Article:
I used what herbs I still had growing in the garden, as some of them have already been bitten by the frost.
Curled parsley, Italian parsley, sage, rosemary, lemon thyme, dill, spearmint, lemon grass, sweet marjoram, calendula flowers.
Wash and spin dry in a salad spinner. Take off the leaves from the larger stems, and clip the lemon grass with shears into tiny pieces. Take the petals off of the calendula flowers and discard the green part. Let them all air dry a bit in the sun, fluffing them up in the bowl.
Process two heads of garlic.
I’m going to use one quart of Redmond Real Salt, and see if it is enough to absorb all the moisture.
It is full of minerals, or you could use good sea salt, but don’t use regular table salt. You should be afraid of regular processed table salt, but not good sea or mineral salt. Here is some great information on the health benefits of good salt in your diet. “Dr. Brownstein will show you what are the myths of salt and why adding the correct form of salt to your diet can markedly improve your health.”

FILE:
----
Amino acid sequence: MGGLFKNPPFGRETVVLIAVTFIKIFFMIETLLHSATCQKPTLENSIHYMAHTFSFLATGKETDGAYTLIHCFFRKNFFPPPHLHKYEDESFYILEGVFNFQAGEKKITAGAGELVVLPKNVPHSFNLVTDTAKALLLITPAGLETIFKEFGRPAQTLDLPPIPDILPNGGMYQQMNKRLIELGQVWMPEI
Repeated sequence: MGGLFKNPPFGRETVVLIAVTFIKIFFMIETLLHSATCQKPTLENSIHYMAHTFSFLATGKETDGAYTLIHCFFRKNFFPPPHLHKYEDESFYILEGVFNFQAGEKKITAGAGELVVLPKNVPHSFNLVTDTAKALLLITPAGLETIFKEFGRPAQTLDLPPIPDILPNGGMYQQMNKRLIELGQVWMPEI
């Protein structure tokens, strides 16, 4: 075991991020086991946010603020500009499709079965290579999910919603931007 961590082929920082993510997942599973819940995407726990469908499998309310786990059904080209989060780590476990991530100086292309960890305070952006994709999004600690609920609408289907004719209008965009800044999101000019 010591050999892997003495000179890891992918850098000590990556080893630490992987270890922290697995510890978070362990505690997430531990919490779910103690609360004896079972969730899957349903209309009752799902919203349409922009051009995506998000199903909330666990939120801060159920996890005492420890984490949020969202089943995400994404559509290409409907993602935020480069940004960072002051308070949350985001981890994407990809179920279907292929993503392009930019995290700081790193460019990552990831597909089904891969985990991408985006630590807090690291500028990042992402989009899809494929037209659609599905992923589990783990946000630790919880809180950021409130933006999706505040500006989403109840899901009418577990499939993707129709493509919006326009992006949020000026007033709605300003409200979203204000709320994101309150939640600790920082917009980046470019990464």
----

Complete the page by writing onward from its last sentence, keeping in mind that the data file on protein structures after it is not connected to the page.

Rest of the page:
Add some salt and process with the garlic, since it is pretty wet.
Dump it into a large pan, so you can process the herbs by themselves.
Pulse carefully the herbs until they are in tiny pieces.
Process the herbs in small batches.
Then add the salt and stir well.
This has the whole quart incorporated into it, and I will let it dry for a few days to see if it is enough salt.
Cover with a cloth, and stir every so often.
Store in an airtight container when pretty dry. I might have to add some more salt, depending on how much liquid there still is in the herbs and garlic. If when you store it and it becomes hard and clumpy, you can just break it up again.